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James Cameron Goes Into Detail About The Spider-Man Movie He Never Made

Tobey Maguire Spider-Man suit
(Image credit: Sony Pictures)

There are plenty of comic book movies that were never realized for a myriad of reasons. Some of the most famous examples include Tim Burton’s Superman Lives and George Miller’s Justice League Mortal. Another rumored superhero film that wasn’t meant to be was James Cameron’s take on Spider-Man. The long-fabled project has been in the Hollywood ethos for years. After years of hearsay, Cameron finally gave some details about the unmade web-slinger flick.

Having tackled multiple blockbusters in the 1980s and 1990s, the Avatar director was primed to bring Spider-Man to the silver screen. James Cameron opened up about what happened in his upcoming book Tech Noir: The Art of James Cameron. According to him, the project collapsed after 21st Century Fox declined to buy the rights despite receiving Stan Lee’s blessing. Unlike Sam Raimi and Jon Watts’ interpretations, the Titanic director wanted to pivot away from Peter Parker the hero to Peter Parker the high schooler.  

The first thing you’ve got to get your mind around is it’s not Spider-Man. He goes by Spider-Man, but he’s not Spider-Man. He’s Spider-Kid. He’s Spider-High-School-Kid. He’s kind of geeky and nobody notices him and he’s socially unpopular and all that stuff.

The True Lies director wanted to humanize the superhero beyond the comic pages. He felt Peter Parker’s adolescence would be the perfect backdrop for bigger issues. As he told CinemaBlend, as part of an exclusive roundtable interview:

[I]t was also in my mind a metaphor for puberty and all the changes to your body, your anxieties about society, about society’s expectations, your relationships with your gender of choice that you’re attracted to, all those things.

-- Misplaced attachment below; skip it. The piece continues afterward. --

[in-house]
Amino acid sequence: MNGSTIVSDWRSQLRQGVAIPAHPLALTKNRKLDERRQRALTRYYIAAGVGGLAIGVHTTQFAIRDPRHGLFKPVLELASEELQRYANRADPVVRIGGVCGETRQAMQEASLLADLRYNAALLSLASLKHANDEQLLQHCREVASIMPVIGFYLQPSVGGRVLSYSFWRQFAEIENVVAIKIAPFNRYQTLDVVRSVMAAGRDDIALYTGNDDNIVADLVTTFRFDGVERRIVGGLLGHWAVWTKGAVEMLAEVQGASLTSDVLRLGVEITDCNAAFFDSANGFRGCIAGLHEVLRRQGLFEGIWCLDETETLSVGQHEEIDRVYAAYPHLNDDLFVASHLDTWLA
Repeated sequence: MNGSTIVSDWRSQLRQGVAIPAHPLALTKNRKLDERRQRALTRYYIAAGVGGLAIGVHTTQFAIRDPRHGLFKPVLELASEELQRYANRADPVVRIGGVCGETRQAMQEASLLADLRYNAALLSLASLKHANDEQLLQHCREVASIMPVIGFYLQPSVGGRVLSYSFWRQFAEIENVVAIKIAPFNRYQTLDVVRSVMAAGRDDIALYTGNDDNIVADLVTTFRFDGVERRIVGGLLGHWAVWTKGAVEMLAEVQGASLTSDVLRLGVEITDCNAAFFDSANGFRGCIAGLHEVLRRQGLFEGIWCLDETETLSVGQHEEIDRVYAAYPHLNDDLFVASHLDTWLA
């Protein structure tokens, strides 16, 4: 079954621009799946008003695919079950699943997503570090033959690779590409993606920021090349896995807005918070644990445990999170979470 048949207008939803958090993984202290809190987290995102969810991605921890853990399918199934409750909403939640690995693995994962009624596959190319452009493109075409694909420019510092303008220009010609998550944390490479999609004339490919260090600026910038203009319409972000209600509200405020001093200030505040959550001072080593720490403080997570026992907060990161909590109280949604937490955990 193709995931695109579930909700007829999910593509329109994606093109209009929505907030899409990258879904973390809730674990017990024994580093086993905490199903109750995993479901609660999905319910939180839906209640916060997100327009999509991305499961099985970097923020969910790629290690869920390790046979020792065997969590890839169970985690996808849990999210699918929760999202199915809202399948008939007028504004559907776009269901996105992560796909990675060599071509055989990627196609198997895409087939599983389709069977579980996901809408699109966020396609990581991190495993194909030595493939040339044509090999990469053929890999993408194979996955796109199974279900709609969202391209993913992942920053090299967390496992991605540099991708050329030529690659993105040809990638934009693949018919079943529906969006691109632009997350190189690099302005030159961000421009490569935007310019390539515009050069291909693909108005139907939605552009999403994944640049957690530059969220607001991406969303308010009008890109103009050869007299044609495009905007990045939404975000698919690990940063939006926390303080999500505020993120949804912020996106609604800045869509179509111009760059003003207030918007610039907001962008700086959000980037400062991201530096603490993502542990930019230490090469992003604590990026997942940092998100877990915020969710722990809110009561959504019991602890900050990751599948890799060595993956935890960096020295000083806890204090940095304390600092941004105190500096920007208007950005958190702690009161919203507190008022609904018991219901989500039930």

The one thing that Marvel fans loved more than his superhero exploits was his relatable high school (and college) life. Of course, this idea came to fruition in Tom Holland’s Spider-Man. But James Cameron didn’t just want to highlight Parker’s teenage years. Cameron wanted the story to be grittier compared to Batman and Superman films. The Oscar winner said about New York City serving as Spider-Man’s base:

I wanted to make something that had a kind of gritty reality to it. Superheroes in general always came off as kind of fanciful to me, and I wanted to do something that would have been more in the vein of Terminator and Aliens, that you buy into the reality right away. So you’re in a real world, you’re not in some mythical Gotham City. Or Superman and the Daily Planet and all that sort of thing, where it always felt very kind of metaphorical and fairytale-like. I wanted it to be: It’s New York. It’s now. A guy gets bitten by a spider. He turns into this kid with these powers and he has this fantasy of being Spider-Man, and he makes this suit and it’s terrible, and then he has to improve the suit, and his big problem is the damn suit. Things like that. I wanted to ground it in reality and ground it in universal human experience. I think it would have been a fun film to make.

It seemed like James Cameron’s attempt might’ve taken the superhero genre in a different direction. Maybe emo Peter Parker would’ve been introduced earlier. Despite never making his film, Cameron already influenced Raimi’s original Spider-Man trilogy, which fans still continue to debate. With that said, the Aliens director clearly moved on to create multiple blockbusters, including the upcoming Avatar sequels.

James Cameron’s Tech Noir: The Art of James Cameron will arrive in stores on Dec. 14.

A boy from Greenwood, South Carolina. CinemaBlend Contributor. An animation enthusiast (anime, US and international films, television). Freelance writer, designer and artist. Lover of music (US and international).